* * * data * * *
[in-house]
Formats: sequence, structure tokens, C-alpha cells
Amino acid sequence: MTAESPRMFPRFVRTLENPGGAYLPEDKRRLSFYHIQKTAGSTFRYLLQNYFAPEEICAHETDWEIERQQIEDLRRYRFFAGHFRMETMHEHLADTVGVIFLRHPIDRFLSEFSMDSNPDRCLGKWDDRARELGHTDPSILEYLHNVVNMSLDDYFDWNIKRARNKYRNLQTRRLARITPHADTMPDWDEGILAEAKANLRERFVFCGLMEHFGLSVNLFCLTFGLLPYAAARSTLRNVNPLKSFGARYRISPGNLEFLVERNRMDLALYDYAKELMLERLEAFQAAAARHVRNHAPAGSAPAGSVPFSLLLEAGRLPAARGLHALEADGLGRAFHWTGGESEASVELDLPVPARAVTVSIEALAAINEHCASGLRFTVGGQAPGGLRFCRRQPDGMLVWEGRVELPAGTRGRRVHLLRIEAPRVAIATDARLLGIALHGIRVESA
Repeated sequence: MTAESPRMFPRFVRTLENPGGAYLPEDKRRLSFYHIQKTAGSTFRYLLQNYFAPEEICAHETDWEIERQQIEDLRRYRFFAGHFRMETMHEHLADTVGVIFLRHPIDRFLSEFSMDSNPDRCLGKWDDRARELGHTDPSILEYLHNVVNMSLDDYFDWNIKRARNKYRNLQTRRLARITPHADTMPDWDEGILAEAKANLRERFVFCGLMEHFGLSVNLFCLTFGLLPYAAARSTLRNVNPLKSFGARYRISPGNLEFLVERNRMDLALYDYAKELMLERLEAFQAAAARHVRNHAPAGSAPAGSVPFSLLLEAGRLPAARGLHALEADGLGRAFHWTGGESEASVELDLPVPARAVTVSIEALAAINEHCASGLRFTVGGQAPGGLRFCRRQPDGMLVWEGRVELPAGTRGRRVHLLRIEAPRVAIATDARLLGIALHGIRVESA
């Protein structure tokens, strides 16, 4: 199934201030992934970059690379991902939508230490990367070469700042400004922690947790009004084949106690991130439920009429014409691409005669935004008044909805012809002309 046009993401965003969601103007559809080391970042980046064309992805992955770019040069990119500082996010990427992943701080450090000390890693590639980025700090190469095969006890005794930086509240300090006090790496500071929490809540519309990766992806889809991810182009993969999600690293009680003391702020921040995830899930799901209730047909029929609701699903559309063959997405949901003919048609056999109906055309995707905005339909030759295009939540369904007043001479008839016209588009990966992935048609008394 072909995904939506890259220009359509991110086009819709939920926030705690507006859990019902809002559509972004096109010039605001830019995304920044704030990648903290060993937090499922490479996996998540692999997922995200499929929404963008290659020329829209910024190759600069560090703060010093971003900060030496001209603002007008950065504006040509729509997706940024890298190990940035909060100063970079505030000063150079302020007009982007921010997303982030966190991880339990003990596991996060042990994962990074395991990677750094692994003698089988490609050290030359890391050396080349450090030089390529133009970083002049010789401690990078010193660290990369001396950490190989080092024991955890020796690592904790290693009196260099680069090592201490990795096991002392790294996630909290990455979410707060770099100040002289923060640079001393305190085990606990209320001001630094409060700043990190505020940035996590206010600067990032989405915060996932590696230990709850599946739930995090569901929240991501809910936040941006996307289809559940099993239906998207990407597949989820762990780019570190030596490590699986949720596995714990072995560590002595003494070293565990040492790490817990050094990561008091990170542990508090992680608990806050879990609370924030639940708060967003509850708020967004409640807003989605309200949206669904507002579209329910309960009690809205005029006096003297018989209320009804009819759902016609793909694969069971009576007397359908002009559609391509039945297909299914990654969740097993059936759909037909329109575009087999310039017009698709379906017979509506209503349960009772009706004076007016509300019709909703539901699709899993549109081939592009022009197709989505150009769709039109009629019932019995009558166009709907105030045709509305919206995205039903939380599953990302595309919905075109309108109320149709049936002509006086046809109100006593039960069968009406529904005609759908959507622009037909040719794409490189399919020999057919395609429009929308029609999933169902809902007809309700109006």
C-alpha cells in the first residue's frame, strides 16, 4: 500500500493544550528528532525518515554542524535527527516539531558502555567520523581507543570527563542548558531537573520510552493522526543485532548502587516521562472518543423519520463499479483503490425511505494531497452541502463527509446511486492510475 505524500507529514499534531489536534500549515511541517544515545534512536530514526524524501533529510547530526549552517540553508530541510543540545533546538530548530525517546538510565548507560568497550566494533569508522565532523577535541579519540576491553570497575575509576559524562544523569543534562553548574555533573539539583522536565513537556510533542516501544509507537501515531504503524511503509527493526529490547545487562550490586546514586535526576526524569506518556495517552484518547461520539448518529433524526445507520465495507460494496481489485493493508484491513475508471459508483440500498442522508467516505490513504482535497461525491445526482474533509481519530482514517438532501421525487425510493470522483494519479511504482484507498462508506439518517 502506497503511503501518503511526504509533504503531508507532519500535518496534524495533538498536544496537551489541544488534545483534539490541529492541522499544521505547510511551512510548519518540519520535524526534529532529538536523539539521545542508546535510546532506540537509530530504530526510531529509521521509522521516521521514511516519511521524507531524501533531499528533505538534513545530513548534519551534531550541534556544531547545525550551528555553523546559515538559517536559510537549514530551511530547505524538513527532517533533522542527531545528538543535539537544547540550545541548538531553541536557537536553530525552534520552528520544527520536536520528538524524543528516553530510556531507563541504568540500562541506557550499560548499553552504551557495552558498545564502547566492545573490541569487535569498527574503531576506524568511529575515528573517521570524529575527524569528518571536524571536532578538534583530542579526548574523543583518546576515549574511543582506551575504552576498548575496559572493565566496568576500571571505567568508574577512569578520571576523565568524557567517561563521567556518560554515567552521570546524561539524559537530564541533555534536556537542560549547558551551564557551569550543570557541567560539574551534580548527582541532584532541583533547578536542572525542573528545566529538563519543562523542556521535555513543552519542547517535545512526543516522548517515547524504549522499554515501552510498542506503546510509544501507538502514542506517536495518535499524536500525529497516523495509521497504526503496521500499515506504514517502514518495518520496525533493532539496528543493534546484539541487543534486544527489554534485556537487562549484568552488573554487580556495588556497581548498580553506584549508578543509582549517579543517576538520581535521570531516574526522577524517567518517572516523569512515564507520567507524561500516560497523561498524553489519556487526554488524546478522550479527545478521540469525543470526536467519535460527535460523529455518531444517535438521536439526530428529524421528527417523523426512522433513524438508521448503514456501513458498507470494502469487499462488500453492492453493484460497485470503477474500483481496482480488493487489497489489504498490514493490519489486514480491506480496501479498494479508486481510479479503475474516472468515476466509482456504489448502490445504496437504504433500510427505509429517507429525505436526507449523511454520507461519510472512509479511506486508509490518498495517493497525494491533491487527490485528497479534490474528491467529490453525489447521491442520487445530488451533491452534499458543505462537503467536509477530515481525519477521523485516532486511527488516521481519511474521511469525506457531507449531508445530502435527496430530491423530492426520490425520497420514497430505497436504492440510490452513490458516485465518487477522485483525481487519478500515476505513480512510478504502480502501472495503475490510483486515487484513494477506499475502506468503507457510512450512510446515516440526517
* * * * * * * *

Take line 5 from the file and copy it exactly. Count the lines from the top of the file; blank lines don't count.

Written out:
């Protein structure tokens, strides 16, 4: 199934201030992934970059690379991902939508230490990367070469700042400004922690947790009004084949106690991130439920009429014409691409005669935004008044909805012809002309 046009993401965003969601103007559809080391970042980046064309992805992955770019040069990119500082996010990427992943701080450090000390890693590639980025700090190469095969006890005794930086509240300090006090790496500071929490809540519309990766992806889809991810182009993969999600690293009680003391702020921040995830899930799901209730047909029929609701699903559309063959997405949901003919048609056999109906055309995707905005339909030759295009939540369904007043001479008839016209588009990966992935048609008394 072909995904939506890259220009359509991110086009819709939920926030705690507006859990019902809002559509972004096109010039605001830019995304920044704030990648903290060993937090499922490479996996998540692999997922995200499929929404963008290659020329829209910024190759600069560090703060010093971003900060030496001209603002007008950065504006040509729509997706940024890298190990940035909060100063970079505030000063150079302020007009982007921010997303982030966190991880339990003990596991996060042990994962990074395991990677750094692994003698089988490609050290030359890391050396080349450090030089390529133009970083002049010789401690990078010193660290990369001396950490190989080092024991955890020796690592904790290693009196260099680069090592201490990795096991002392790294996630909290990455979410707060770099100040002289923060640079001393305190085990606990209320001001630094409060700043990190505020940035996590206010600067990032989405915060996932590696230990709850599946739930995090569901929240991501809910936040941006996307289809559940099993239906998207990407597949989820762990780019570190030596490590699986949720596995714990072995560590002595003494070293565990040492790490817990050094990561008091990170542990508090992680608990806050879990609370924030639940708060967003509850708020967004409640807003989605309200949206669904507002579209329910309960009690809205005029006096003297018989209320009804009819759902016609793909694969069971009576007397359908002009559609391509039945297909299914990654969740097993059936759909037909329109575009087999310039017009698709379906017979509506209503349960009772009706004076007016509300019709909703539901699709899993549109081939592009022009197709989505150009769709039109009629019932019995009558166009709907105030045709509305919206995205039903939380599953990302595309919905075109309108109320149709049936002509006086046809109100006593039960069968009406529904005609759908959507622009037909040719794409490189399919020999057919395609429009929308029609999933169902809902007809309700109006």